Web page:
Throughout their formal education we also provide them with 3 hours a day of extra tuition to ensure that they pass all their exams. The level of education at the local schools is very low so most students require extra tuition to successfully finish their education, however, the parents of the children we are supporting are not able to afford these classes without our assistance.
From January 2023 we have been assisting all children we identified working at the six brick factories, and now 93 children are attending our classes and since April 2023 all the children have started regular school as well.
Throughout their formal education we also provide them with 3 hours a day of extra tuition to ensure that they pass all their exams. The level of education at the local schools is very low so most students require extra tuition to successfully finish their education, however, the parents of the children we are supporting are not able to afford any classes.
From January 2023 we have been assisting all the other identified children from and now 93 children are attending our classes and from April 2023 all the children have started regular school as well.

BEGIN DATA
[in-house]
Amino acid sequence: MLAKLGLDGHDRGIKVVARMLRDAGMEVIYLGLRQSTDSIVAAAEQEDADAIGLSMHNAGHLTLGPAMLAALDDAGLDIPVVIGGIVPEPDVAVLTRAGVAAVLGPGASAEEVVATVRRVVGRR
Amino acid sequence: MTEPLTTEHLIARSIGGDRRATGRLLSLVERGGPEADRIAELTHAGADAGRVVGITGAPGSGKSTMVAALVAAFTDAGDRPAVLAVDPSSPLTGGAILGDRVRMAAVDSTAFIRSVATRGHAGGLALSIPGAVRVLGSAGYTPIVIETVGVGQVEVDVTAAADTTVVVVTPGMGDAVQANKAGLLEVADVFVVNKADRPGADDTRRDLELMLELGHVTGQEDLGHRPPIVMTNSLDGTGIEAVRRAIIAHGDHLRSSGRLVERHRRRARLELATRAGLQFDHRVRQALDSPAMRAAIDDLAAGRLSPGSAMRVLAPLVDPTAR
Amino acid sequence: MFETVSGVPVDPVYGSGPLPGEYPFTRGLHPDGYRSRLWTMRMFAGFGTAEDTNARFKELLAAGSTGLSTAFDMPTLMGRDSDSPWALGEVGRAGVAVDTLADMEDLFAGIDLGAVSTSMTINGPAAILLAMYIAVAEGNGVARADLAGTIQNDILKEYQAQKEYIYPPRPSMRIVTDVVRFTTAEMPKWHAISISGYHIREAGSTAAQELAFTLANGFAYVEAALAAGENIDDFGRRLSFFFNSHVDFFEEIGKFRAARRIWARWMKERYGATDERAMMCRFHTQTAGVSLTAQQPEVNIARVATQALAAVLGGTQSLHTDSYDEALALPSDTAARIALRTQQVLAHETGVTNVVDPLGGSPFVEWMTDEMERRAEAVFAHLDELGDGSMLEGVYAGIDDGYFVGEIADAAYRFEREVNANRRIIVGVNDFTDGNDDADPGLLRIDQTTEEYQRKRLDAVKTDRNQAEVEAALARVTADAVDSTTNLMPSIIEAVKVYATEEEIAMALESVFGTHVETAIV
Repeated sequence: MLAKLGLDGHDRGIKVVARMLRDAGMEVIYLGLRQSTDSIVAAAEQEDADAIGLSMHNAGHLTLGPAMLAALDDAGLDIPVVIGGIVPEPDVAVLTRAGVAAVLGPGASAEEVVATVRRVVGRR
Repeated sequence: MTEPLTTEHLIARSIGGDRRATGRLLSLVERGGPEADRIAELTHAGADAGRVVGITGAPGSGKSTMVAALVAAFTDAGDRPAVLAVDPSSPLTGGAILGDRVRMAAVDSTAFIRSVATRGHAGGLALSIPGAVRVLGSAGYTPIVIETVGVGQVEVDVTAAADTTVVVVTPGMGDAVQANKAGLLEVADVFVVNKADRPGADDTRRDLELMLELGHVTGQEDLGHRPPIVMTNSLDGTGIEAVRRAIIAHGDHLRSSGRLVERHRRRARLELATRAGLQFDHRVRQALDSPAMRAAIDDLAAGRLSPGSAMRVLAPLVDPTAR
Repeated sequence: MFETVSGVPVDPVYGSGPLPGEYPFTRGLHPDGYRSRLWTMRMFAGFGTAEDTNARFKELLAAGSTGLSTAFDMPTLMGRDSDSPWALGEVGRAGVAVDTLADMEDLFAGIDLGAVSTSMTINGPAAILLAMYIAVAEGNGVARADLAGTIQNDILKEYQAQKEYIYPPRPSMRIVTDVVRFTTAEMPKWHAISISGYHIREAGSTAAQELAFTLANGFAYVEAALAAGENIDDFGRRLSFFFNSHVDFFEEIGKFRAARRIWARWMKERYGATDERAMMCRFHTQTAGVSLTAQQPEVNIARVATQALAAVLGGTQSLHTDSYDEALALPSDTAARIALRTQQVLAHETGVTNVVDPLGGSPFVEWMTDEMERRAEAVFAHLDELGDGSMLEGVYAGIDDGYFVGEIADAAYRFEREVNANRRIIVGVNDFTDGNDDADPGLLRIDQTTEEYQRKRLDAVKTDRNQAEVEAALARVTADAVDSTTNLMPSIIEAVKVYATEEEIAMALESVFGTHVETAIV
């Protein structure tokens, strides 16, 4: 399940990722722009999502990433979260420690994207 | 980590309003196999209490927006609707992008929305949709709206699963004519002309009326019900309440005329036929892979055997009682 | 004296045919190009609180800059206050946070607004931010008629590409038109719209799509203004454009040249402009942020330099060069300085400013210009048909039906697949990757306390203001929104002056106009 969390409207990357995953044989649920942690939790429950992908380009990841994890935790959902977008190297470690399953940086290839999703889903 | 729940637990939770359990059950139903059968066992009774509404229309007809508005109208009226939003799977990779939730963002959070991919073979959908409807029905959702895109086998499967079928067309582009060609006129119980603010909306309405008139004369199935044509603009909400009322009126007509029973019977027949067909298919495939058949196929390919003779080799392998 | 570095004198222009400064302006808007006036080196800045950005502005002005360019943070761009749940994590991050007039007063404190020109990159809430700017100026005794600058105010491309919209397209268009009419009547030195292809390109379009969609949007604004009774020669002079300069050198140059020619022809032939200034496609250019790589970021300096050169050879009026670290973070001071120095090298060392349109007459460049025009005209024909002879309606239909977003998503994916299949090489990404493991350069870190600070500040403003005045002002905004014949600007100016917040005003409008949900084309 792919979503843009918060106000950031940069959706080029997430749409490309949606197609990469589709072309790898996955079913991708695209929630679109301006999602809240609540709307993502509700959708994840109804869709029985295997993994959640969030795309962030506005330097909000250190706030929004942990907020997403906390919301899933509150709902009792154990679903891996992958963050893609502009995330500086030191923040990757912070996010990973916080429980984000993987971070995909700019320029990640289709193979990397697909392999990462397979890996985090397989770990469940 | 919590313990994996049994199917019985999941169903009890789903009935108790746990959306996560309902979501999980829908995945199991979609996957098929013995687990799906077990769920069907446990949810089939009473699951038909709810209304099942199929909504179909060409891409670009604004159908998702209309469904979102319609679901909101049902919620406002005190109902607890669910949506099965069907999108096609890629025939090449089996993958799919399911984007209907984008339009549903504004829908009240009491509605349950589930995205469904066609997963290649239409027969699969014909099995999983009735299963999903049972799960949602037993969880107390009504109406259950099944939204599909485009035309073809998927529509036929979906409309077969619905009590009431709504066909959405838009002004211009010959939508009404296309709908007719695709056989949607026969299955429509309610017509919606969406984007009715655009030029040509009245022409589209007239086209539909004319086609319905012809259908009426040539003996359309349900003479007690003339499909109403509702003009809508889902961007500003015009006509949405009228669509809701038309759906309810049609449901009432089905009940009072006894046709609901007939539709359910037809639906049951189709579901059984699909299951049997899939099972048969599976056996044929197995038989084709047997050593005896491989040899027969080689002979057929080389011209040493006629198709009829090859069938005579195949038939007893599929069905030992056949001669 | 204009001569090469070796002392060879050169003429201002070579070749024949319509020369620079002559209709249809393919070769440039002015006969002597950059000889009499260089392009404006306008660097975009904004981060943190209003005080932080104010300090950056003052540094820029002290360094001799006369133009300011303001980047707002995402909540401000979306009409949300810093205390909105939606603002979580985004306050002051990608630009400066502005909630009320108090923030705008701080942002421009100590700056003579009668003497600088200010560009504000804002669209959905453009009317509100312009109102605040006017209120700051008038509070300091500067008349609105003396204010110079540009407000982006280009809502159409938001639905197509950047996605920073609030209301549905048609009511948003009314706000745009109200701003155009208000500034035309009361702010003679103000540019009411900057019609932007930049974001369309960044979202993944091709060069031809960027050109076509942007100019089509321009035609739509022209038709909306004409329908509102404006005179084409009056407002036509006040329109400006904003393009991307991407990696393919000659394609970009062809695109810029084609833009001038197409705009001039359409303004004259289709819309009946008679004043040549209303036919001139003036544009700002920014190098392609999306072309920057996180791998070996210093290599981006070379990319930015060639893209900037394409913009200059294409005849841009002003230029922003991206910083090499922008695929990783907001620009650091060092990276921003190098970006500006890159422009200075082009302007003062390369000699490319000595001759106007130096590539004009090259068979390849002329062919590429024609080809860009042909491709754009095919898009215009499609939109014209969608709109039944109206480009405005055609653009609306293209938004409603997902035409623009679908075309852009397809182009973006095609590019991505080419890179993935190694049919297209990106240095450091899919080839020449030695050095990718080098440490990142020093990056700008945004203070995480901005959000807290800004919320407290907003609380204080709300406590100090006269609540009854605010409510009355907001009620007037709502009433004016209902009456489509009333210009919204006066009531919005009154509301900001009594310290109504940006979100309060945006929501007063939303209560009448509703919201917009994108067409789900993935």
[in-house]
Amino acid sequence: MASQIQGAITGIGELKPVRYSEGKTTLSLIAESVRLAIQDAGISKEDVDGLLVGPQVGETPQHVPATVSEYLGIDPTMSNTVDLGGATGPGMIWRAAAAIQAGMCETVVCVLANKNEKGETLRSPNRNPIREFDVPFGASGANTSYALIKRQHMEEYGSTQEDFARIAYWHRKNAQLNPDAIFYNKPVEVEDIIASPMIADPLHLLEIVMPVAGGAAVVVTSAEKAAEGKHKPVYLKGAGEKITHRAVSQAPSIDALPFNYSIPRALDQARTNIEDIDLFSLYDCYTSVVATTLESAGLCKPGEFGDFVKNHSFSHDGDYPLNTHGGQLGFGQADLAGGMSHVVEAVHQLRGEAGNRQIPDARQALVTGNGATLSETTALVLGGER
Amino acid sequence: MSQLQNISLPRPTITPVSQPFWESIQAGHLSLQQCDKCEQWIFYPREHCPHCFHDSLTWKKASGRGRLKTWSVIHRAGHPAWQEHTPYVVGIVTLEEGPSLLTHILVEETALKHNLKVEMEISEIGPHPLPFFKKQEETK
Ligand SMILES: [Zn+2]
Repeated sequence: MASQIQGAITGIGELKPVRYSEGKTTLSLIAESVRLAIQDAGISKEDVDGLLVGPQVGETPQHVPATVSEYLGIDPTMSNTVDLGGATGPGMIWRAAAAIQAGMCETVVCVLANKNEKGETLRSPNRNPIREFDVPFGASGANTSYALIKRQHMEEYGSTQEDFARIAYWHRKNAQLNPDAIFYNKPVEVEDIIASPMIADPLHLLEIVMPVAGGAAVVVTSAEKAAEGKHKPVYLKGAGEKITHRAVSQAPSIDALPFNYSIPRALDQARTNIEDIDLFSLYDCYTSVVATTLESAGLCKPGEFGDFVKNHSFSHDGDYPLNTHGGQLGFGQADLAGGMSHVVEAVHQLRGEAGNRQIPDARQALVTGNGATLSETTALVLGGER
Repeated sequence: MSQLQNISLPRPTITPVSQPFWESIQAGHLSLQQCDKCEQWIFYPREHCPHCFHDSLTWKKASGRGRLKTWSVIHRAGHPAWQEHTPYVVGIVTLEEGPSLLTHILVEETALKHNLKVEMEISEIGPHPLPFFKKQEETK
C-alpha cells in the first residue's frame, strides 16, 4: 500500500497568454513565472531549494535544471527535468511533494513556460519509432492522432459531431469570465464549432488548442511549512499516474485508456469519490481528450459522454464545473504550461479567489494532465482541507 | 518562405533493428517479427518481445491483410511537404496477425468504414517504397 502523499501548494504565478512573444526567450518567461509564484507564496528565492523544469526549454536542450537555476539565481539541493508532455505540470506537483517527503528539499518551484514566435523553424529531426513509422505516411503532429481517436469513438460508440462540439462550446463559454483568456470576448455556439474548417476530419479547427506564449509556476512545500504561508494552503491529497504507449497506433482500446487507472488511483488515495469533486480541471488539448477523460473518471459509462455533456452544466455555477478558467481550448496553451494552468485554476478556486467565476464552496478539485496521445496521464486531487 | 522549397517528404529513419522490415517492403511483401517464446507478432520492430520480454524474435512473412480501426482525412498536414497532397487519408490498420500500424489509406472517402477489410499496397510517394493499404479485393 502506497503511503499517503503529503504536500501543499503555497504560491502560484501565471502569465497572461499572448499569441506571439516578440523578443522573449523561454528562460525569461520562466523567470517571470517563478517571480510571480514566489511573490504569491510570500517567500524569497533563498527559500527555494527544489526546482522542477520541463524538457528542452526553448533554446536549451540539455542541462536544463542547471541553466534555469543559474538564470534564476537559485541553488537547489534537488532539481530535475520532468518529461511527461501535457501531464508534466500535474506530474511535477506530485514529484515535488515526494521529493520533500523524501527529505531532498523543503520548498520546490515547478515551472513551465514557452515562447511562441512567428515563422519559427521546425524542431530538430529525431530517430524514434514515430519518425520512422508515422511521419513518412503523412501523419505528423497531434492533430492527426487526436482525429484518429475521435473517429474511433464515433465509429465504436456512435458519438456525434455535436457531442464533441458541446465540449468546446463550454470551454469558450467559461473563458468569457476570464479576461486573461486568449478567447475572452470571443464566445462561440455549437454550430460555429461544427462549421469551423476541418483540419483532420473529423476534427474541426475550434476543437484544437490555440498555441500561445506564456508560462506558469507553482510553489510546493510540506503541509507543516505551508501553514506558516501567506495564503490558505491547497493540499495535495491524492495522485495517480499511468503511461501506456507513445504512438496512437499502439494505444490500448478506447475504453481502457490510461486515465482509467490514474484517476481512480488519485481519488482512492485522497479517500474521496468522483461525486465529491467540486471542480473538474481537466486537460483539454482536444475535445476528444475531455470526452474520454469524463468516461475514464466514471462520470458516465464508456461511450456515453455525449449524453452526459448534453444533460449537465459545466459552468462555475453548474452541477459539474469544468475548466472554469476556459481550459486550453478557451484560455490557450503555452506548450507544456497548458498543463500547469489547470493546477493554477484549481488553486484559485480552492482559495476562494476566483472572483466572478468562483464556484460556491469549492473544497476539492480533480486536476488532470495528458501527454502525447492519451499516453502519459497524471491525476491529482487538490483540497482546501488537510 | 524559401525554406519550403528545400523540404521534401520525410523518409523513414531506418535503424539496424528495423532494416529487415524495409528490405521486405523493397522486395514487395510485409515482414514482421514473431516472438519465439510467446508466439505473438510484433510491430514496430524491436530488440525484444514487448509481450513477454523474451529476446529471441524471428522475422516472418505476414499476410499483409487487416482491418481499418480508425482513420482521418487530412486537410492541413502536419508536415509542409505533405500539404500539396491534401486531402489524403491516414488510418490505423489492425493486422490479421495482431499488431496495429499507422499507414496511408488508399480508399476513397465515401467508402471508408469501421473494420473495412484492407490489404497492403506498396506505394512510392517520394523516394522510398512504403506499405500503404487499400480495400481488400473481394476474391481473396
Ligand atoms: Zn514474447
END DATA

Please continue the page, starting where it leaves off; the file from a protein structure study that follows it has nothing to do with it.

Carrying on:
Helping the parents
We are supporting their families with rice and other necessities for a similar value to what the children were earning at the factories, to ensure their parents are able to keep them in school.
Just £9 can provide a family with a month’s worth of rice
Most parents want to continue their own work at the factories but we were asked by a few families to support them with income generation activities. So far we have provided one tailor with a sewing machine which he is using to generate income, and another lady was donated tools to open a portable umbrella and shoe repair shop. Now we are working with the families on setting up cooperatives and launching their own dairy business and agriculture production.
We will monitor their progress and if these activities are a sustainable source of income for these families, we will look to roll out further assistance to other families. We are also offering skills training to enhance their employability in a range of sectors, to widen the opportunities available to them.
We were looking to prosecute the factory owners, however we are working now with them to encourage them to cease using child labour through our Child Labour Free Campaign.
There is a huge need for support for all children who are victims of child labour, exploitation, abuse and trafficking. Our aim is to replicate the project in neighbouring villages where the need is equally large.
“Children in Nepal are subjected to the worst forms of child labor”
Bureau of International Labor Affairs
Please give what you can to help us end child labour
Child Labour in Nepal